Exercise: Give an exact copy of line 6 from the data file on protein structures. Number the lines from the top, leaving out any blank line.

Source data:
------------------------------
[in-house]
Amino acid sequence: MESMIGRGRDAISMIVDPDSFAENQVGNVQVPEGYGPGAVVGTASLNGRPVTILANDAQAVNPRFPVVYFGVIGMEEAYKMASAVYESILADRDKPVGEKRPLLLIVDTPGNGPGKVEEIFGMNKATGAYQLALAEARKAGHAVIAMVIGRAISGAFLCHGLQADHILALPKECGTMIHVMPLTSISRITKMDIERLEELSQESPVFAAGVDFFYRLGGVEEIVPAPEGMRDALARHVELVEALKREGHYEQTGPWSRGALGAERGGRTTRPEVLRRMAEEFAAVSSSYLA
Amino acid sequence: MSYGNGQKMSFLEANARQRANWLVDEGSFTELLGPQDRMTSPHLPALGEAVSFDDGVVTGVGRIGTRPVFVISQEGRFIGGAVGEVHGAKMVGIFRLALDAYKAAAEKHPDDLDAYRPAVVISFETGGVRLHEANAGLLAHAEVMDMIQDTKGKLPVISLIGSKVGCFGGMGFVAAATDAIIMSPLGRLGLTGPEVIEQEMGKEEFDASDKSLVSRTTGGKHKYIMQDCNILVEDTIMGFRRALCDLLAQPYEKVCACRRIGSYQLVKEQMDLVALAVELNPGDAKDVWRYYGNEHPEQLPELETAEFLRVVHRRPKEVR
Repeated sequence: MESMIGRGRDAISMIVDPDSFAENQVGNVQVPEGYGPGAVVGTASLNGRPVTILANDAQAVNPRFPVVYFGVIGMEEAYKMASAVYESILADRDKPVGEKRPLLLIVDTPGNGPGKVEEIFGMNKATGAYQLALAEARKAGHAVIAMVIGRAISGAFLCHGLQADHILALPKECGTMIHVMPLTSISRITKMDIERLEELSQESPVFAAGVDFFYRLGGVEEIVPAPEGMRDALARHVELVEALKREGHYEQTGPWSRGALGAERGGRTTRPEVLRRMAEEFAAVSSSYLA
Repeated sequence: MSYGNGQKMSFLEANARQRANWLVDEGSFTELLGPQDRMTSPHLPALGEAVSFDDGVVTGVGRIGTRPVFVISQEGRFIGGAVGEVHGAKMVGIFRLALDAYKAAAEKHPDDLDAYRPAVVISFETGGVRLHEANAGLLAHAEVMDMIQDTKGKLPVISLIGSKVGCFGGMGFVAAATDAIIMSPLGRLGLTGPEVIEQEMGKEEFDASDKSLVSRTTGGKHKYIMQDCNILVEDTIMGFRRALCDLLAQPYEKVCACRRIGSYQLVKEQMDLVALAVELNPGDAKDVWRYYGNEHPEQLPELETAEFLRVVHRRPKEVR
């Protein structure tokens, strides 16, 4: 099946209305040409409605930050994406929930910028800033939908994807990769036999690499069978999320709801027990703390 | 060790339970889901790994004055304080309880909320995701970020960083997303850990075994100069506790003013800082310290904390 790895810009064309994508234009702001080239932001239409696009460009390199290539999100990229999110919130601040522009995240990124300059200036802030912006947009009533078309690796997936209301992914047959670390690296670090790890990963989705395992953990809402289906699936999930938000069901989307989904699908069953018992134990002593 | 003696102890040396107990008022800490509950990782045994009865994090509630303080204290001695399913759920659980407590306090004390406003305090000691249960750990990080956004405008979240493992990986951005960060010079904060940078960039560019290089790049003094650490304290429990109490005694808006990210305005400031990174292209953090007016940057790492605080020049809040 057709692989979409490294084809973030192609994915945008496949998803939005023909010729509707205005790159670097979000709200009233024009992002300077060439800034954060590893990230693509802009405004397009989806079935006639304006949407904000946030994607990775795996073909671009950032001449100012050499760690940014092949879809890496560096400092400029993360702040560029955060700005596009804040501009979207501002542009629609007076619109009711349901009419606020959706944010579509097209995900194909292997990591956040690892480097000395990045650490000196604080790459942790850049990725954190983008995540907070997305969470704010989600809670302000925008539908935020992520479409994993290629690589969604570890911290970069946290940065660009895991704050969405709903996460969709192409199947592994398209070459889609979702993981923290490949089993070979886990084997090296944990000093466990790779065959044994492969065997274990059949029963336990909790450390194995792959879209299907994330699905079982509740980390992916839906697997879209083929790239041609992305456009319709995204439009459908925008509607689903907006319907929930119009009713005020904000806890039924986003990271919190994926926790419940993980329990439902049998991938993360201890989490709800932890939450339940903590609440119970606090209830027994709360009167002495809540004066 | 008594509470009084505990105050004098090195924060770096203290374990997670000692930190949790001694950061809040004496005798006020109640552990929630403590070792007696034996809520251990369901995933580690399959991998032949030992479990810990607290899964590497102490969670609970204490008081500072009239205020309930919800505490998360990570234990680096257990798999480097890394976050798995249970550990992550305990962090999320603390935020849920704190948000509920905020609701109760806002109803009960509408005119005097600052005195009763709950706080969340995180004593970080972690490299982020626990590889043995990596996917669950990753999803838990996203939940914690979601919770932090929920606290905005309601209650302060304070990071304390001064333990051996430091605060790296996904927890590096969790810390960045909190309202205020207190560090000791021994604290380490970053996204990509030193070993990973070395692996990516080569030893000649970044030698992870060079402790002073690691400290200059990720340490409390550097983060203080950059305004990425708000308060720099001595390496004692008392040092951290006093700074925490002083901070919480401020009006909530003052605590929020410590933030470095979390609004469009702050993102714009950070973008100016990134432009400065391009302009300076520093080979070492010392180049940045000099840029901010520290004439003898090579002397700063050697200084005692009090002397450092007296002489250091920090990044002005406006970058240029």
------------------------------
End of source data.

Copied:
């Protein structure tokens, strides 16, 4: 099946209305040409409605930050994406929930910028800033939908994807990769036999690499069978999320709801027990703390 | 060790339970889901790994004055304080309880909320995701970020960083997303850990075994100069506790003013800082310290904390 790895810009064309994508234009702001080239932001239409696009460009390199290539999100990229999110919130601040522009995240990124300059200036802030912006947009009533078309690796997936209301992914047959670390690296670090790890990963989705395992953990809402289906699936999930938000069901989307989904699908069953018992134990002593 | 003696102890040396107990008022800490509950990782045994009865994090509630303080204290001695399913759920659980407590306090004390406003305090000691249960750990990080956004405008979240493992990986951005960060010079904060940078960039560019290089790049003094650490304290429990109490005694808006990210305005400031990174292209953090007016940057790492605080020049809040 057709692989979409490294084809973030192609994915945008496949998803939005023909010729509707205005790159670097979000709200009233024009992002300077060439800034954060590893990230693509802009405004397009989806079935006639304006949407904000946030994607990775795996073909671009950032001449100012050499760690940014092949879809890496560096400092400029993360702040560029955060700005596009804040501009979207501002542009629609007076619109009711349901009419606020959706944010579509097209995900194909292997990591956040690892480097000395990045650490000196604080790459942790850049990725954190983008995540907070997305969470704010989600809670302000925008539908935020992520479409994993290629690589969604570890911290970069946290940065660009895991704050969405709903996460969709192409199947592994398209070459889609979702993981923290490949089993070979886990084997090296944990000093466990790779065959044994492969065997274990059949029963336990909790450390194995792959879209299907994330699905079982509740980390992916839906697997879209083929790239041609992305456009319709995204439009459908925008509607689903907006319907929930119009009713005020904000806890039924986003990271919190994926926790419940993980329990439902049998991938993360201890989490709800932890939450339940903590609440119970606090209830027994709360009167002495809540004066 | 008594509470009084505990105050004098090195924060770096203290374990997670000692930190949790001694950061809040004496005798006020109640552990929630403590070792007696034996809520251990369901995933580690399959991998032949030992479990810990607290899964590497102490969670609970204490008081500072009239205020309930919800505490998360990570234990680096257990798999480097890394976050798995249970550990992550305990962090999320603390935020849920704190948000509920905020609701109760806002109803009960509408005119005097600052005195009763709950706080969340995180004593970080972690490299982020626990590889043995990596996917669950990753999803838990996203939940914690979601919770932090929920606290905005309601209650302060304070990071304390001064333990051996430091605060790296996904927890590096969790810390960045909190309202205020207190560090000791021994604290380490970053996204990509030193070993990973070395692996990516080569030893000649970044030698992870060079402790002073690691400290200059990720340490409390550097983060203080950059305004990425708000308060720099001595390496004692008392040092951290006093700074925490002083901070919480401020009006909530003052605590929020410590933030470095979390609004469009702050993102714009950070973008100016990134432009400065391009302009300076520093080979070492010392180049940045000099840029901010520290004439003898090579002397700063050697200084005692009090002397450092007296002489250091920090990044002005406006970058240029």